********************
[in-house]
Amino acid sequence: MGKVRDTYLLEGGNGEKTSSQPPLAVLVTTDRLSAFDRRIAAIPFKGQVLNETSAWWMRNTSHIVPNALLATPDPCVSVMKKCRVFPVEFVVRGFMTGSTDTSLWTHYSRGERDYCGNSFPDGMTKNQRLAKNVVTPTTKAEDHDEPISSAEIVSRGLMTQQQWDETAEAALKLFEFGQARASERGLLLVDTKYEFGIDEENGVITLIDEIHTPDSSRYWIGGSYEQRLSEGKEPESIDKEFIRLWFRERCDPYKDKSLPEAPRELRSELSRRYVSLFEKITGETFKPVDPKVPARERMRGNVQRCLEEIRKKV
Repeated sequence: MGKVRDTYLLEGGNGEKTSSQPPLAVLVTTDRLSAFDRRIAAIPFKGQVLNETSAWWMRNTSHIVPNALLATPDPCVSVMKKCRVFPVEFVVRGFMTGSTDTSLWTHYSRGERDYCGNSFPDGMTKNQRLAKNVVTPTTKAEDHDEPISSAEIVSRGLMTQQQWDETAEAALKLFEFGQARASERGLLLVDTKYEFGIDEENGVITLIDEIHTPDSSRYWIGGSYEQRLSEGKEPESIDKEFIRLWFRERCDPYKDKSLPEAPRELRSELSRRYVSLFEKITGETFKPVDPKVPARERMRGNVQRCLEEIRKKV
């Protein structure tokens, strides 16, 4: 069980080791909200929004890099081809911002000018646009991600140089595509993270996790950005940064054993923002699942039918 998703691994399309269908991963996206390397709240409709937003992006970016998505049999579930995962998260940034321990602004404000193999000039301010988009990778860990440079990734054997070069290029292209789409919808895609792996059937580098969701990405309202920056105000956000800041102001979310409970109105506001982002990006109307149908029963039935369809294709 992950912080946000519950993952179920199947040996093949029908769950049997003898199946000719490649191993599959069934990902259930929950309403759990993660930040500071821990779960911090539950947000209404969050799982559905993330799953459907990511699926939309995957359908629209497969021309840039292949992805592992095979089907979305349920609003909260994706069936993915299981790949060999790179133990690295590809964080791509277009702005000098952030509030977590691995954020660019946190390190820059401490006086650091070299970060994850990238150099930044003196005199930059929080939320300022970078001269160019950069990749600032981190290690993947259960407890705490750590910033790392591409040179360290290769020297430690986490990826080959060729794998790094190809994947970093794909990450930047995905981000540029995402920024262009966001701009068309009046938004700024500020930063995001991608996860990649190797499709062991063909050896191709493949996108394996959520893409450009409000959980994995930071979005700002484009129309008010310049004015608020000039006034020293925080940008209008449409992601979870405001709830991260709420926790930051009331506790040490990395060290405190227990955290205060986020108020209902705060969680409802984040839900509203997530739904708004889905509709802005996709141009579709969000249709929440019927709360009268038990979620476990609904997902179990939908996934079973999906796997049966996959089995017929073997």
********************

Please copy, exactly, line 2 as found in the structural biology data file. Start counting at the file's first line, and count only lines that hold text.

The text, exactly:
Amino acid sequence: MGKVRDTYLLEGGNGEKTSSQPPLAVLVTTDRLSAFDRRIAAIPFKGQVLNETSAWWMRNTSHIVPNALLATPDPCVSVMKKCRVFPVEFVVRGFMTGSTDTSLWTHYSRGERDYCGNSFPDGMTKNQRLAKNVVTPTTKAEDHDEPISSAEIVSRGLMTQQQWDETAEAALKLFEFGQARASERGLLLVDTKYEFGIDEENGVITLIDEIHTPDSSRYWIGGSYEQRLSEGKEPESIDKEFIRLWFRERCDPYKDKSLPEAPRELRSELSRRYVSLFEKITGETFKPVDPKVPARERMRGNVQRCLEEIRKKV